(In retrospect, this part of the process remains largely unchanged today — it just happens a lot faster and more efficiently. I can fit everything needed to stage a show inside a modestly sized suitcase. I have people here in all of our markets who provide invaluable help, and I’ve gotten smarter about doing it. Specifically, having made virtually every mistake imaginable over the course of 15 shows, I’m equipped to write an entire book on how not to put on a poster show.)
The first indication I had that something good was when I started to see the work. Knowing that most creative types have a casual relationship with time, I’d asked the artists to turn in their posters about a month before the show. I set up a chair in a corner of One On One on a Saturday morning and waited for people to show up with art. Some of the artists were friends, but a lot were friends of friends of friends whom I’d never met before. As artist after artist walked in the door with their posters, I started to feel like a kid on Christmas morning. Presents kept appearing, and I kept getting to open them. The work was, in a word, unbelievable. One of my biggest fears had been that I would end up with 35 versions of the same idea. After all, how many different ways can you make a poster about bikes? But every single one was completely unique and amazing in its own right. Even today, after seeing hundreds of posters, my first look at the work for every show still gives me goosebumps. Awesome never gets old, I guess.
All the way up to the day of the opening, I had no idea of how it would work out. With no experience to draw on and being naturally prone to expect disasters, I was preparing myself for the worst: No one would show up. The evening would consist of me and a few of the artists awkwardly milling around an otherwise empty room with our hands in our pockets, food getting cold on the counter, cash registers silent.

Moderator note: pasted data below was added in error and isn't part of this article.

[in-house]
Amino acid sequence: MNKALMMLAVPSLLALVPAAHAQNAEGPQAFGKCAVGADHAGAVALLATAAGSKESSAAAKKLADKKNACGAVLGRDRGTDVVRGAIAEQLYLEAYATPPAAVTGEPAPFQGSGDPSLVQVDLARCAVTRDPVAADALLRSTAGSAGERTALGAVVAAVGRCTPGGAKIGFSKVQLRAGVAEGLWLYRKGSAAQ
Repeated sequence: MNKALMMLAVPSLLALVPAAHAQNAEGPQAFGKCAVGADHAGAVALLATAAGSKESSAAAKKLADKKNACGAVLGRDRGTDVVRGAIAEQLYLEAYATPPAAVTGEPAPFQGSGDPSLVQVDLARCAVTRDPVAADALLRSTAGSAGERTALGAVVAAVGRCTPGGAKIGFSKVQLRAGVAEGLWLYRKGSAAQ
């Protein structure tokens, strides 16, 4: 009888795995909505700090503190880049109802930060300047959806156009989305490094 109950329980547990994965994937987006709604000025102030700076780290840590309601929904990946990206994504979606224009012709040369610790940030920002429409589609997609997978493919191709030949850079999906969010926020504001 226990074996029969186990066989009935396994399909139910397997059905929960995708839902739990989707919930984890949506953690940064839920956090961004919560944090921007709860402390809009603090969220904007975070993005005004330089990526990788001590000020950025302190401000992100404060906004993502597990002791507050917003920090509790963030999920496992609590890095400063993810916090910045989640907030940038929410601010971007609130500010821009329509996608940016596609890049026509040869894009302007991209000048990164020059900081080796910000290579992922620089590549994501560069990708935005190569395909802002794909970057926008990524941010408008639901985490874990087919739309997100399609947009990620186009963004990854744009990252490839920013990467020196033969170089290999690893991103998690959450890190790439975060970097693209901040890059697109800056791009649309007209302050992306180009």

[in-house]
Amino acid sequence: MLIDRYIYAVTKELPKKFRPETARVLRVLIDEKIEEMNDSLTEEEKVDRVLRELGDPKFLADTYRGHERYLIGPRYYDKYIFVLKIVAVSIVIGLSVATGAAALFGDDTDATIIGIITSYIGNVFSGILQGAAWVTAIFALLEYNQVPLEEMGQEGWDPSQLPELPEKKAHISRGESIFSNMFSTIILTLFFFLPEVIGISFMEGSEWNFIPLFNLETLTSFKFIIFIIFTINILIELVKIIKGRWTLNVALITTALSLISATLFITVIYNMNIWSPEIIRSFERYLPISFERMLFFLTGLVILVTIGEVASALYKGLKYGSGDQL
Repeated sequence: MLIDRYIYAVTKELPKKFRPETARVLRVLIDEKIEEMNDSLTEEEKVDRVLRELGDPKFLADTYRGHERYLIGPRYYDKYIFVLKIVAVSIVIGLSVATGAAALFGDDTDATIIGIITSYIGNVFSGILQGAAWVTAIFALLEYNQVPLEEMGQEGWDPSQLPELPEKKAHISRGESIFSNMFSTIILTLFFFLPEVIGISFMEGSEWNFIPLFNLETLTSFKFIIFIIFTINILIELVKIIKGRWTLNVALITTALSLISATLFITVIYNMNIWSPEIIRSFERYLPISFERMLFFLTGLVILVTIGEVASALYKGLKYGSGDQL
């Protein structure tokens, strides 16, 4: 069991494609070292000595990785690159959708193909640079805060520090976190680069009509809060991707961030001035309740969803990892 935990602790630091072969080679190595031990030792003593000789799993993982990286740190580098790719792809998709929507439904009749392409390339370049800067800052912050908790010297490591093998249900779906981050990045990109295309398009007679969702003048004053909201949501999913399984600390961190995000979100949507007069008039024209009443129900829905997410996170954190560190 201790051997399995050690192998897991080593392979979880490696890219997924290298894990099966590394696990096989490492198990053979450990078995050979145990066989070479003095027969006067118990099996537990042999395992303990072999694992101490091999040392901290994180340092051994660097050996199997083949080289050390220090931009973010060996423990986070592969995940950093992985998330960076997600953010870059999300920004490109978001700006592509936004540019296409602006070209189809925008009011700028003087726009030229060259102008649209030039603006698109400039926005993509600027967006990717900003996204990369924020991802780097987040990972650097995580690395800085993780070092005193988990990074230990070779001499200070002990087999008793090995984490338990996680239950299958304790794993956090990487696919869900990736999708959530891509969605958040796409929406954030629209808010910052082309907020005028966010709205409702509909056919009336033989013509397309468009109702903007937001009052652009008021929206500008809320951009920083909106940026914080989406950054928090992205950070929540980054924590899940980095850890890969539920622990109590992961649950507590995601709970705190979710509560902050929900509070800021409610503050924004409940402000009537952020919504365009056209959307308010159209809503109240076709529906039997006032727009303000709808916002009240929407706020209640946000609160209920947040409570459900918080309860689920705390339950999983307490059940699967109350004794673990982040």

The shop closed at 5:00 to finish setting up for the 7:00 opening. I’d been busy hanging the posters and tying up various loose ends throughout the day, and I finally got to spend a moment just taking in all the amazing work with a combination of hopefulness and pride. At 6:30, my wife and Jeff Johnson came by to drag me next door to Cafe Havana for dinner. There wasn’t anything more for me to do beyond pace nervously anyway. I figured the doors would open at 7:00 and people would maybe start showing up around 7:30 – assuming they’d show up at all. So I sat down to a vodka martini and a towering plate of grilled vegetables, rice and black beans, and tried in vain not to look at my watch. At 7:15, I couldn’t wait any longer, so we settled up and walked the 25 feet back to One On One.
It was a cold spring evening, and the shop’s front window was so fogged over by condensation that I couldn’t see inside. When I walked through the door, the place was already packed front to back with people. I didn’t know who they were, but they were all there to see bike posters by local artists, and I wanted to kiss every single one of them. Making my way through the crowd, I ran into Gene, who was wandering around with his two-year old daughter Hannah on his shoulders. Sporting the slightly dazed expression of someone struggling to adjust his view of the world to what his eyes were telling him, he yelled “What have we done?!?!” in my general direction. Then, as now, I could only smile and shake my head.
I spent the next seven hours accepting thanks and congratulations from the artists, friends and people I’d just met, ducking behind the counter to bag posters when things got especially busy. Luckily, I had a 10,000-watt grin and a tidal wave of adrenaline to get me through.
Somewhere in the neighborhood of 500 people enjoyed ARTCRANK that night, and almost all of them went home with at least one poster. Everybody at One On One handled the evening in stride, but agreed it was the biggest crowd they’d ever had for a show. It’s an experience I’ll never forget, and one that I’ve tried to top with every show since then.
You can see photos from the 2007 Minneapolis ARTCRANK and every event since right here.
Guest writer Charles Youel is quite obviously the man behind ARTCRANK.